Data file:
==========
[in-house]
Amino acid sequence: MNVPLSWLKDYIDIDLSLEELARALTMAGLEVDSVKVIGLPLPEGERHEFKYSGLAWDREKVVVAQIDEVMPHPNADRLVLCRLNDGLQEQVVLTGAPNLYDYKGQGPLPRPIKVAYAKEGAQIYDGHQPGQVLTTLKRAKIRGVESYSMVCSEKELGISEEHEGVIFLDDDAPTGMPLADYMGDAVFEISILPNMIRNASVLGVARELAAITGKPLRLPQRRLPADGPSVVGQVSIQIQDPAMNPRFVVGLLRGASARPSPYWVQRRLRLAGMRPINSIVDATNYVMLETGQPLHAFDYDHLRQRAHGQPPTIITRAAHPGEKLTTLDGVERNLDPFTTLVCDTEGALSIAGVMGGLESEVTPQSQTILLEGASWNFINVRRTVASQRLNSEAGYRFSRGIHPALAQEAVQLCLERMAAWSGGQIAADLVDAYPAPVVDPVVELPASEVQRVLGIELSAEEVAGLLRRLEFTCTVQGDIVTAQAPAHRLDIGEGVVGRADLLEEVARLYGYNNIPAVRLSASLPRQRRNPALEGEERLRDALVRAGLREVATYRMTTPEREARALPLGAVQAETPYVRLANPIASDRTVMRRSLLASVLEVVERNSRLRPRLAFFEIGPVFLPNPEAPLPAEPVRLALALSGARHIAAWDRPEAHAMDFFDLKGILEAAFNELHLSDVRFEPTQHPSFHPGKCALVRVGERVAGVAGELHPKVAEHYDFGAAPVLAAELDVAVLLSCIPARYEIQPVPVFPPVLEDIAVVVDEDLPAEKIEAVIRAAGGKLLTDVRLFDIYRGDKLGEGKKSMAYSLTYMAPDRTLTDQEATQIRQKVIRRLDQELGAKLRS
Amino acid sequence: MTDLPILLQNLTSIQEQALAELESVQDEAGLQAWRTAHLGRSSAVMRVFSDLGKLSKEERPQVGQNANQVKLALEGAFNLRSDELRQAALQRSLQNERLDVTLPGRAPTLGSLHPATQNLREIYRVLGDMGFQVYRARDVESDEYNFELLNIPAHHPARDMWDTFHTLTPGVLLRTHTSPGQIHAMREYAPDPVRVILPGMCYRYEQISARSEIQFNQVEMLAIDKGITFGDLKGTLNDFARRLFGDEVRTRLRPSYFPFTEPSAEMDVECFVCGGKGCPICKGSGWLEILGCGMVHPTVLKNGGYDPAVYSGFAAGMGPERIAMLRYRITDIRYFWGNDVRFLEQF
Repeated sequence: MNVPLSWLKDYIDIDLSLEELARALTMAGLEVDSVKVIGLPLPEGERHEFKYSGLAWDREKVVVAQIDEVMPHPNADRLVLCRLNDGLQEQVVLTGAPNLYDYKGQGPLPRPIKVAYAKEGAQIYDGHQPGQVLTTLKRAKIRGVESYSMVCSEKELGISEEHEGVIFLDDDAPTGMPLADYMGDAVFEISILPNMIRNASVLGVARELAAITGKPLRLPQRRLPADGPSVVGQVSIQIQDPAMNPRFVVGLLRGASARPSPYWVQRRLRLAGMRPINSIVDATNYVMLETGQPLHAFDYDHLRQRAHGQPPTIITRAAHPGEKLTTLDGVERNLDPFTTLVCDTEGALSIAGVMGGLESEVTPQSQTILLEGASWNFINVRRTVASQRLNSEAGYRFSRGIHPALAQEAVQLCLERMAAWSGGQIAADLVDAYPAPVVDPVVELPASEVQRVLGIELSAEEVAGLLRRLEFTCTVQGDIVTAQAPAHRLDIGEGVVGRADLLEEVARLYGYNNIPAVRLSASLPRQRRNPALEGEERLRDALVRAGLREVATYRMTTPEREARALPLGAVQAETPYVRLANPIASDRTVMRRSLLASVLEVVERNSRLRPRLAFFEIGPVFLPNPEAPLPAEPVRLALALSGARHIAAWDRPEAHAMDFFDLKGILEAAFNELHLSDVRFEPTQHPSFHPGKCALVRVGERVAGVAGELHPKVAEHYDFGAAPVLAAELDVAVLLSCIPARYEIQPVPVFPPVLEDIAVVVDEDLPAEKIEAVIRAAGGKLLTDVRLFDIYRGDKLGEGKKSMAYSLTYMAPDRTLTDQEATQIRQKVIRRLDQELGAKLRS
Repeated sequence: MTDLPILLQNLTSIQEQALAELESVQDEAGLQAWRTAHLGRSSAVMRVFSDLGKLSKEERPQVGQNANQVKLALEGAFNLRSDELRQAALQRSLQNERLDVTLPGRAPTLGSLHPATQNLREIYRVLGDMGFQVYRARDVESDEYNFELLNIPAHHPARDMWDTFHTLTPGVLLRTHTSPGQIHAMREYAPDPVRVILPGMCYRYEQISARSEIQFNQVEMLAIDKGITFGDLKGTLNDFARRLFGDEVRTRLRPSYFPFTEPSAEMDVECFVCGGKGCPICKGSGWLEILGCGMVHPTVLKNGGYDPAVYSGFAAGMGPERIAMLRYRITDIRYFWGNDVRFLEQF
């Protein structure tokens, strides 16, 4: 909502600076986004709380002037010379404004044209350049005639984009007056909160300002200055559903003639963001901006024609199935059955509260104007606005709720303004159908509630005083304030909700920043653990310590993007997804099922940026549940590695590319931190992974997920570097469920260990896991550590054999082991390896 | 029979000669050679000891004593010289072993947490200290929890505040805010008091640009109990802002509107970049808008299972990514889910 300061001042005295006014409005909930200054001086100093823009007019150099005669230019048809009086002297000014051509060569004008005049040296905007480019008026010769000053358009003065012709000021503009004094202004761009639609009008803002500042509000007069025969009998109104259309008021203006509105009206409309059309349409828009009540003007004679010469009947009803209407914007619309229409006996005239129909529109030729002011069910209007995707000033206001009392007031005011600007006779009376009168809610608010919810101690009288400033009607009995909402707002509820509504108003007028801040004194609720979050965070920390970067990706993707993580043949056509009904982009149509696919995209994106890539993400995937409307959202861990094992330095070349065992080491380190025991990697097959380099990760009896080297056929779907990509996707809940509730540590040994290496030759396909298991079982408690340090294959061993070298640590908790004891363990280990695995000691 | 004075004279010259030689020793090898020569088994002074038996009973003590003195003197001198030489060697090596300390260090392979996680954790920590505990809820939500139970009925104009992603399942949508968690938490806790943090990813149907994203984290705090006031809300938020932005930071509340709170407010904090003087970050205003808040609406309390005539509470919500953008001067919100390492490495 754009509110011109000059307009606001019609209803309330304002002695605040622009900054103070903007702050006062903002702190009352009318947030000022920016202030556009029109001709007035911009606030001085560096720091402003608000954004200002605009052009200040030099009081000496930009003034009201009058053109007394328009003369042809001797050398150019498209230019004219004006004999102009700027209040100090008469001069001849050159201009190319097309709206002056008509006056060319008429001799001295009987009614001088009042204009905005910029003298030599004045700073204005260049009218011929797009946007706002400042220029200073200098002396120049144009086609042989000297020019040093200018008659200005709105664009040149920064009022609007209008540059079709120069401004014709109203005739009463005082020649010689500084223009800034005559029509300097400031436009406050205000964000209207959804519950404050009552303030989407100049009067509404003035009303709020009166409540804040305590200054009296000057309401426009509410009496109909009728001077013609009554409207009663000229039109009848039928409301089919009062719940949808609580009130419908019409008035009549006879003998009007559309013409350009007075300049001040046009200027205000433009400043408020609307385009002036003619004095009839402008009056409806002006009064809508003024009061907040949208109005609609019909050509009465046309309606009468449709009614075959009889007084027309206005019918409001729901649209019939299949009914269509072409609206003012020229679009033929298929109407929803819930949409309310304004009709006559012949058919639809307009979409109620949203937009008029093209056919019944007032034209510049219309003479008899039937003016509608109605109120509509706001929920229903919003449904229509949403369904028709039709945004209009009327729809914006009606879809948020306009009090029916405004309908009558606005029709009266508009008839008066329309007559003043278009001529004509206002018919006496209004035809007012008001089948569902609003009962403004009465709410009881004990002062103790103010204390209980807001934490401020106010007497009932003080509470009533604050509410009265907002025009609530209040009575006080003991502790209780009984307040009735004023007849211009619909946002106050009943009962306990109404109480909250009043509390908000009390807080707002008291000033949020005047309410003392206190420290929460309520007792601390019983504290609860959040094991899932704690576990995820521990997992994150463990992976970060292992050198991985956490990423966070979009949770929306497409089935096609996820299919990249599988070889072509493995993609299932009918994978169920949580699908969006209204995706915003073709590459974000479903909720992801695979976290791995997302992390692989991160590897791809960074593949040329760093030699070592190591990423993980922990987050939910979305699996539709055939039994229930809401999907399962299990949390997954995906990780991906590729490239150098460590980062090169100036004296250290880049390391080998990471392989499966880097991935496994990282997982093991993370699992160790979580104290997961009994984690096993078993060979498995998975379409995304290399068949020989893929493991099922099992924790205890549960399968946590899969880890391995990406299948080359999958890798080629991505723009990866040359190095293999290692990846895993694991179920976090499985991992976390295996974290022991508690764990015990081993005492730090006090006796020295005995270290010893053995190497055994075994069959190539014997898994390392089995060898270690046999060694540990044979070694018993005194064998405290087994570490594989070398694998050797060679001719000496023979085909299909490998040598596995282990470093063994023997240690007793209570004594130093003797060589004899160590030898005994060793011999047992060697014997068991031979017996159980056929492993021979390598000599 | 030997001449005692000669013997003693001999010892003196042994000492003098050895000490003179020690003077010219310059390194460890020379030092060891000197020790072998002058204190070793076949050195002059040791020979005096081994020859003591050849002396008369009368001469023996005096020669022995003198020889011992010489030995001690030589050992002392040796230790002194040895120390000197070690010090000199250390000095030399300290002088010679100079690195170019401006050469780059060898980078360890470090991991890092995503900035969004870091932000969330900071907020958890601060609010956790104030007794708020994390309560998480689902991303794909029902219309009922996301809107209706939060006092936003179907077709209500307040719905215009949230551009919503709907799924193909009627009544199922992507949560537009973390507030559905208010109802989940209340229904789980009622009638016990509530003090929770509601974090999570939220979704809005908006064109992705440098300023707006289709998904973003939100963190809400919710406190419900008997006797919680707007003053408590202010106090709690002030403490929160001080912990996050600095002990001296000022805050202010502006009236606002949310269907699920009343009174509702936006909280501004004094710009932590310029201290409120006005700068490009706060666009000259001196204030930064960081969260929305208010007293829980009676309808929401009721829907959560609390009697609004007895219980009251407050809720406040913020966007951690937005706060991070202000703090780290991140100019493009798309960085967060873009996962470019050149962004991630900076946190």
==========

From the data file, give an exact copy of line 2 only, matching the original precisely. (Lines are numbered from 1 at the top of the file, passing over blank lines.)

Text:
Amino acid sequence: MNVPLSWLKDYIDIDLSLEELARALTMAGLEVDSVKVIGLPLPEGERHEFKYSGLAWDREKVVVAQIDEVMPHPNADRLVLCRLNDGLQEQVVLTGAPNLYDYKGQGPLPRPIKVAYAKEGAQIYDGHQPGQVLTTLKRAKIRGVESYSMVCSEKELGISEEHEGVIFLDDDAPTGMPLADYMGDAVFEISILPNMIRNASVLGVARELAAITGKPLRLPQRRLPADGPSVVGQVSIQIQDPAMNPRFVVGLLRGASARPSPYWVQRRLRLAGMRPINSIVDATNYVMLETGQPLHAFDYDHLRQRAHGQPPTIITRAAHPGEKLTTLDGVERNLDPFTTLVCDTEGALSIAGVMGGLESEVTPQSQTILLEGASWNFINVRRTVASQRLNSEAGYRFSRGIHPALAQEAVQLCLERMAAWSGGQIAADLVDAYPAPVVDPVVELPASEVQRVLGIELSAEEVAGLLRRLEFTCTVQGDIVTAQAPAHRLDIGEGVVGRADLLEEVARLYGYNNIPAVRLSASLPRQRRNPALEGEERLRDALVRAGLREVATYRMTTPEREARALPLGAVQAETPYVRLANPIASDRTVMRRSLLASVLEVVERNSRLRPRLAFFEIGPVFLPNPEAPLPAEPVRLALALSGARHIAAWDRPEAHAMDFFDLKGILEAAFNELHLSDVRFEPTQHPSFHPGKCALVRVGERVAGVAGELHPKVAEHYDFGAAPVLAAELDVAVLLSCIPARYEIQPVPVFPPVLEDIAVVVDEDLPAEKIEAVIRAAGGKLLTDVRLFDIYRGDKLGEGKKSMAYSLTYMAPDRTLTDQEATQIRQKVIRRLDQELGAKLRS